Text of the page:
Read It and Weep: How Milk and Honey rebranded poetry

The resurgence of poetry seemed to happen all at once. A few years ago, I could only find poetry in classroom settings or in small online communities like Tumblr and Wattpad. However, within the past year or so, poetry books successfully broke the mainstream barrier and flew off bookstore shelves across the country.

The National Endowment of Arts reported that, in the past five years, the percentage of young adults reading poetry in the U.S. has more than doubled from 8.2 percent in 2012 to 17.5 percent in 2017. Personally, I believe this is largely attributed to the 2014 publication of Rupi Kaur’s debut poetry collection Milk and Honey.

Through Milk and Honey, Kaur laid the foundation for an entirely new genre of poetry, characterized by its minimalistic style. Concise and clear, this shortened version of free verse poetry fits perfectly in the mold for social media virality. Often referred to as “Instapoetry,” this genre caught the readership of millennials and Generation Z, a feat the publishing industry rarely accomplishes in modern day.

After its publication, verses from Milk and Honey quickly became unavoidable on my Instagram and Tumblr feeds. Kaur’s book remained on the New York Times Best-Seller list for over a year, selling 2.5 million copies from publication to current day.

Despite its popularity, I wouldn’t consider myself a fan of Kaur’s poetry. After sitting down and reading both Milk and Honey and The Sun and Her Flowers, I decided Kaur’s poems were too minimalistic to captivate me and, at times, I found them unbearably cliché.

When I try to evaluate what I find lacking in Kaur’s poetry, I often return to its extreme conciseness. The entirety of one poem from Milk and Honey read a mere nine words: “you have sadness / living in places / sadness shouldn’t live.” To fans of Kaur, this excerpt may feel expressive in an understated way. To me, it just seems lazy. In poetry, I expect deeper meaning and more artistic word choice than that poem contains. This problem recurs throughout Instapoetry. Free verse poetry has no “rules” by which the author must abide, but should that mean any sentence can be considered poetry?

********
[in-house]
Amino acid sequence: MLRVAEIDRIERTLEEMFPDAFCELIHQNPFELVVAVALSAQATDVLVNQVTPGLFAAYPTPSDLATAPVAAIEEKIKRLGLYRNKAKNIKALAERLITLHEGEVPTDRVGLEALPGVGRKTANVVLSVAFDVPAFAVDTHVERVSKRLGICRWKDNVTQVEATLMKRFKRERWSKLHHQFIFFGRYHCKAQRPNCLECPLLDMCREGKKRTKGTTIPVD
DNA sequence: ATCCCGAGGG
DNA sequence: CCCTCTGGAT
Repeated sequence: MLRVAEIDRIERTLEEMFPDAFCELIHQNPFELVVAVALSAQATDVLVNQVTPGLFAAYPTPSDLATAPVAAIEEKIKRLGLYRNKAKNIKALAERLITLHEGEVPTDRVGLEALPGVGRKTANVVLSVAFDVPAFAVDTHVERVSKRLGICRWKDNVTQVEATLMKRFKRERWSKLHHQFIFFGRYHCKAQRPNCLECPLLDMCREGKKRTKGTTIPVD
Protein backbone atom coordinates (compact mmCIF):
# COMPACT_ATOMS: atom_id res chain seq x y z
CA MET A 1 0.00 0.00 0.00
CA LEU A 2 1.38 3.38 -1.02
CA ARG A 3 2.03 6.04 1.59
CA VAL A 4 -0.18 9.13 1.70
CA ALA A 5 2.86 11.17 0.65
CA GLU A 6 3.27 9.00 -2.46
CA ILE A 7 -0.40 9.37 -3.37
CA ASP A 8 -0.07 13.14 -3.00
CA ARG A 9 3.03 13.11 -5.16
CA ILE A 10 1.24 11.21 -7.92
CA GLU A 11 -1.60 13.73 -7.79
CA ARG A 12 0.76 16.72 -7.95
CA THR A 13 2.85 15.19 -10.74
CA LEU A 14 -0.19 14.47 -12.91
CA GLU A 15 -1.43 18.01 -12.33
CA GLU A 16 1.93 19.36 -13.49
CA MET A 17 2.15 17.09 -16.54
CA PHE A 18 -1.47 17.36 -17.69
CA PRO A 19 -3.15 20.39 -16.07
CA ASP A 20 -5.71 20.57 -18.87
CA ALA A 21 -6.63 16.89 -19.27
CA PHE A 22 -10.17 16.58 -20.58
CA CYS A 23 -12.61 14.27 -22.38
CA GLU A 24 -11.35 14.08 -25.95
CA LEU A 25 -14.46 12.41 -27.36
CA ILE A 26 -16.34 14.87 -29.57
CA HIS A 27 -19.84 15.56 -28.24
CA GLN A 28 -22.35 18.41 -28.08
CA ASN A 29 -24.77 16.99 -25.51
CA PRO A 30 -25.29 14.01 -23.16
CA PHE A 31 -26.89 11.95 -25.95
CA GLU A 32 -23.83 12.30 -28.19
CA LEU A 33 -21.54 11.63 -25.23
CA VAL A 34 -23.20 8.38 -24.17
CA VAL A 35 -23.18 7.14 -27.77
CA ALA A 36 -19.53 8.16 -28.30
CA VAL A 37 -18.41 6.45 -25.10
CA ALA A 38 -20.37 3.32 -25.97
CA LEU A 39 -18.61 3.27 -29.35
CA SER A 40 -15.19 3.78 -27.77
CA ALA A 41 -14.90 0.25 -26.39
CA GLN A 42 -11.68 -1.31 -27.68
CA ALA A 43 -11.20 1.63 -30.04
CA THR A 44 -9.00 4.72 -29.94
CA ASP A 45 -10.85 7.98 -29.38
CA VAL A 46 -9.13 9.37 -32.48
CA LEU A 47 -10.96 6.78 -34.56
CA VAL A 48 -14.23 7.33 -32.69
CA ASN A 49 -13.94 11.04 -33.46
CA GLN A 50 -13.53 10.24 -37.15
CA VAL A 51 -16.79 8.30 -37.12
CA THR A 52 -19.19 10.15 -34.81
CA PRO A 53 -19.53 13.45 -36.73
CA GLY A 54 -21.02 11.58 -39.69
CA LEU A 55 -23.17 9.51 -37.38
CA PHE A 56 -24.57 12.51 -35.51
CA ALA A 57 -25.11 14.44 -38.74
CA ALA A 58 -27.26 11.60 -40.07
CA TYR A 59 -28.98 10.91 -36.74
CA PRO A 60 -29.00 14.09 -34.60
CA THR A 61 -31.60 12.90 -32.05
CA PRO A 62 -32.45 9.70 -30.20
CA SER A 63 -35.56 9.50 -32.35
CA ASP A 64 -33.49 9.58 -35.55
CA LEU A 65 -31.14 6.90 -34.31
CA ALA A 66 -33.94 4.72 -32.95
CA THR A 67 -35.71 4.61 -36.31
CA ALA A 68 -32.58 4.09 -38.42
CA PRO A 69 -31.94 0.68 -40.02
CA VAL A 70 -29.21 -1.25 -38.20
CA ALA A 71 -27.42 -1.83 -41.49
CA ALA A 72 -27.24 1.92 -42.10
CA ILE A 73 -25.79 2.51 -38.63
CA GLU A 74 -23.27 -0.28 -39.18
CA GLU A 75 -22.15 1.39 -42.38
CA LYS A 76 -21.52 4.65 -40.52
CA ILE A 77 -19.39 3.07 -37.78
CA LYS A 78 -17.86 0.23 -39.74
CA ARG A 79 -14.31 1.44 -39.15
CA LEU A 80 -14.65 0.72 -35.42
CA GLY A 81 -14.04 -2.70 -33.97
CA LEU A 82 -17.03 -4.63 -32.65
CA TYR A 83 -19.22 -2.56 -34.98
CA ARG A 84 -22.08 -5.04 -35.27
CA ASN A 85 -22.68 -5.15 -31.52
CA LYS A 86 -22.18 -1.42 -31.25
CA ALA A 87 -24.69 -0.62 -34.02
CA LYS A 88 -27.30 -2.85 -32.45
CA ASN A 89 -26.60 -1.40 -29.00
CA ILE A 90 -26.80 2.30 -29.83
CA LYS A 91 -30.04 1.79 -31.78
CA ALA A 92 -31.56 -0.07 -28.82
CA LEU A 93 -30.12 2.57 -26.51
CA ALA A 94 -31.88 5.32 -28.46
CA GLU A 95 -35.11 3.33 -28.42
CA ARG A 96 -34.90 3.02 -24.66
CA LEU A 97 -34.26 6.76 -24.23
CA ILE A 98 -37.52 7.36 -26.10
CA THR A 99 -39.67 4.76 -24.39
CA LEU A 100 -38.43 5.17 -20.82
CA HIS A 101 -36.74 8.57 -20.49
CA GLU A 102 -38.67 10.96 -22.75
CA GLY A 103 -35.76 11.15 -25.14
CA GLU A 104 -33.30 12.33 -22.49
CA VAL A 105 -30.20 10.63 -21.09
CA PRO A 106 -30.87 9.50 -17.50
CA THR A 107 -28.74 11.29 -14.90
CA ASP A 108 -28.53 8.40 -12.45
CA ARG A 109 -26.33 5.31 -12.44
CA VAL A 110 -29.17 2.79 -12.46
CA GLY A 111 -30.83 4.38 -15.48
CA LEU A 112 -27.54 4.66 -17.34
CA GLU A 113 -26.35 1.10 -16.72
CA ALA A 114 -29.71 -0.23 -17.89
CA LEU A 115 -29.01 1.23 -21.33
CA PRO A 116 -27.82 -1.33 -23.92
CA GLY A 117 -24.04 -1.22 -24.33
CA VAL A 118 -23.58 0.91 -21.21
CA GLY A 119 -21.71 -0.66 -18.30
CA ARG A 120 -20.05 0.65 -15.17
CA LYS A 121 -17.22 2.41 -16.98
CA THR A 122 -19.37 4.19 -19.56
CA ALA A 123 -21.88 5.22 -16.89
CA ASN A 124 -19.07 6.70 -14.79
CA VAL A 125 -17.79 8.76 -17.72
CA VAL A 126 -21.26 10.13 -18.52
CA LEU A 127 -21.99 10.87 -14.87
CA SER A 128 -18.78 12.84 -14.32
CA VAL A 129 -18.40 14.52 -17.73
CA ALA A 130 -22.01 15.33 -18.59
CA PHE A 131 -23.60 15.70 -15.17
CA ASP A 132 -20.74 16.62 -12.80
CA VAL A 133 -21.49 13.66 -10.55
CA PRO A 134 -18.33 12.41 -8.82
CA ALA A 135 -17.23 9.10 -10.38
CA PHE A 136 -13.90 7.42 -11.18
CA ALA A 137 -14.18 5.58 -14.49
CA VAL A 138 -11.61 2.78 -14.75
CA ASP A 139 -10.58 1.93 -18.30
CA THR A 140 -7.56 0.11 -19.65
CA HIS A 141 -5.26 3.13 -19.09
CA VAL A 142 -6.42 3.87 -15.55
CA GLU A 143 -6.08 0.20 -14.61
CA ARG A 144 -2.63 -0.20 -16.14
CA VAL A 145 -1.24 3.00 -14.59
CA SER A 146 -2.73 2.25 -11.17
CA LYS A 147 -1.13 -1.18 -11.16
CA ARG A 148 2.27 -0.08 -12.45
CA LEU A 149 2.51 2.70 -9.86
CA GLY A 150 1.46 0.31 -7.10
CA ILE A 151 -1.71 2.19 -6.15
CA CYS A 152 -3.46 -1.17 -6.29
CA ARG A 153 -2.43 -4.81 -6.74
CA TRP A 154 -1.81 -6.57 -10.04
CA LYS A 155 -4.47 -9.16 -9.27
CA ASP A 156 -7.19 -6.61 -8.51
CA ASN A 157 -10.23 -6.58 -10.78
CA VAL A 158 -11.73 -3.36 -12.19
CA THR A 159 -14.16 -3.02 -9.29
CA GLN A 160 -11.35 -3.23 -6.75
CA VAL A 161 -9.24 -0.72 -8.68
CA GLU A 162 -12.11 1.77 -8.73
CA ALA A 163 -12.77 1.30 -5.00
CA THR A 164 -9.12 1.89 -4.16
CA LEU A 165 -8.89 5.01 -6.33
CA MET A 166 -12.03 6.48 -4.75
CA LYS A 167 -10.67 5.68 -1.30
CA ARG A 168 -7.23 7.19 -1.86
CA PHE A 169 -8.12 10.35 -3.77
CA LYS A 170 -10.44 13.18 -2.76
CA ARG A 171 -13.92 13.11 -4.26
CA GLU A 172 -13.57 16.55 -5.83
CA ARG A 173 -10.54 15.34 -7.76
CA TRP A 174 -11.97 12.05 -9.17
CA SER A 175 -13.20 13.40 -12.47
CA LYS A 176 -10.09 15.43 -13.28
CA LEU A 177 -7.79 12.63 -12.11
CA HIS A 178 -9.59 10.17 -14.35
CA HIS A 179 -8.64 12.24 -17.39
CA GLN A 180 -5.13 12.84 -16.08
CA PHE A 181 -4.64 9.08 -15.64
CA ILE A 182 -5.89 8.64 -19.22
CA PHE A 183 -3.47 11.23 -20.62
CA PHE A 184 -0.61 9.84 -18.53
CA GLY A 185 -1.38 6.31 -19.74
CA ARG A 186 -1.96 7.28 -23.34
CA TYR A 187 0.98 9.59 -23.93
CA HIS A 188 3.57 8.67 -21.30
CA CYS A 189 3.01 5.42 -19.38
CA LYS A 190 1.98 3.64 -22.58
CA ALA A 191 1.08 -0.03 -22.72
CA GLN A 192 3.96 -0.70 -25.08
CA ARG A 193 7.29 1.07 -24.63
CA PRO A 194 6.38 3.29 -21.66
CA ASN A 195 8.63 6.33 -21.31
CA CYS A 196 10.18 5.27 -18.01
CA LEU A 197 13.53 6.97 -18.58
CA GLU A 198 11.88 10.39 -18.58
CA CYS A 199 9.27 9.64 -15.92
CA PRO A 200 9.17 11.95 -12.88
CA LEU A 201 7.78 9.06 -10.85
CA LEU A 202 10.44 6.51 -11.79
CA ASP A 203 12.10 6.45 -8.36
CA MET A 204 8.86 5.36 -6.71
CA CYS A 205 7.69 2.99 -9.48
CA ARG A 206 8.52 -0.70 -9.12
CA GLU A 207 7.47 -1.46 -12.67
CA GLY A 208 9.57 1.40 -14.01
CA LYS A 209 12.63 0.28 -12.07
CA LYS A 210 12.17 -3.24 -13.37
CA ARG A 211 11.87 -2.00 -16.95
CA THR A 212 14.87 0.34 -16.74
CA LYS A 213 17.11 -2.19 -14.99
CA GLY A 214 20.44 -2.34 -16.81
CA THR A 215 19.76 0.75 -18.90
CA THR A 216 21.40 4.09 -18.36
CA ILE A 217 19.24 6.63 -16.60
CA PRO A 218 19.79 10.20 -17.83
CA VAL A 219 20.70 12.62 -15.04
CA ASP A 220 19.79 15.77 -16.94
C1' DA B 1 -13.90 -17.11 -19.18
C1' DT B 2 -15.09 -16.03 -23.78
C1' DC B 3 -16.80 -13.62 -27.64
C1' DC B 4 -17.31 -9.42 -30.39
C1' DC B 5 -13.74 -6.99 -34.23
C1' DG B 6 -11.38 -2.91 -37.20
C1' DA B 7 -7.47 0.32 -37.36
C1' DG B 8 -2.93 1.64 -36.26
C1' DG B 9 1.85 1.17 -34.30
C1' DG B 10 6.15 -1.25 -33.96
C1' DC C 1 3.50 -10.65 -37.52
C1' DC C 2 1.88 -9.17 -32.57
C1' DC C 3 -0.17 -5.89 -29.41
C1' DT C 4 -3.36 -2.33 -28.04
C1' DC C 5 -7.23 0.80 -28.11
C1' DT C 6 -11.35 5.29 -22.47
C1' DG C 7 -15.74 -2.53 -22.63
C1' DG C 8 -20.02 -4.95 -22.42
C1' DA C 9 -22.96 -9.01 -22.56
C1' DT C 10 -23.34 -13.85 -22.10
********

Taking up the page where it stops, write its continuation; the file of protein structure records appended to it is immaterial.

I’m not alone in my dislike for Kaur’s poetry. Kaur’s more playful critics have turned her poems into memes circulating Twitter and Facebook that mock her formulaic writing style. A parody book, Milk and Vine, by Adam Gasiewski and Emily Beck makes similar commentary, swapping Kaur’s verses for famous quotes from the social networking app Vine. Milk and Vine received its own internet virality and at one point charted as the No. 1 best seller worldwide on Amazon after its release.

For the most part, art is subjective—we don’t all have to enjoy the same works. Even though I’m not a fan of Kaur, it’s only fair to give credit where credit is due. As an appreciator of poetry, I’m grateful for the attention Kaur’s books bring to the genre. Perhaps Kaur isn’t the poetic mastermind of our generation, but her books get young people to read, and that shouldn’t be taken for granted.

Poetry collections using the simplistic “Instapoetry” style popularized by Kaur include Pillow Thoughts by Courtney Peppernell, I Hope This Reaches Her in Time by R. H. Sin,The Princess Saves Herself in This One by Amanda Lovelace, and Flux by Orion Carloto. All of these books experience high readership from young adults and focus on topics such as romance, mental health, and social justice.

This rebirth of free verse changed my view of what poetry is and can be. Previously, when I thought of famous poems, the first to come to mind were classic works written by poets like Walt Whitman, Robert Frost, and Edgar Allan Poe. I realize now that poetry isn’t a dying art only readable to traditionalists and English professors—poetry that attracts the masses can be anything it wants.

 

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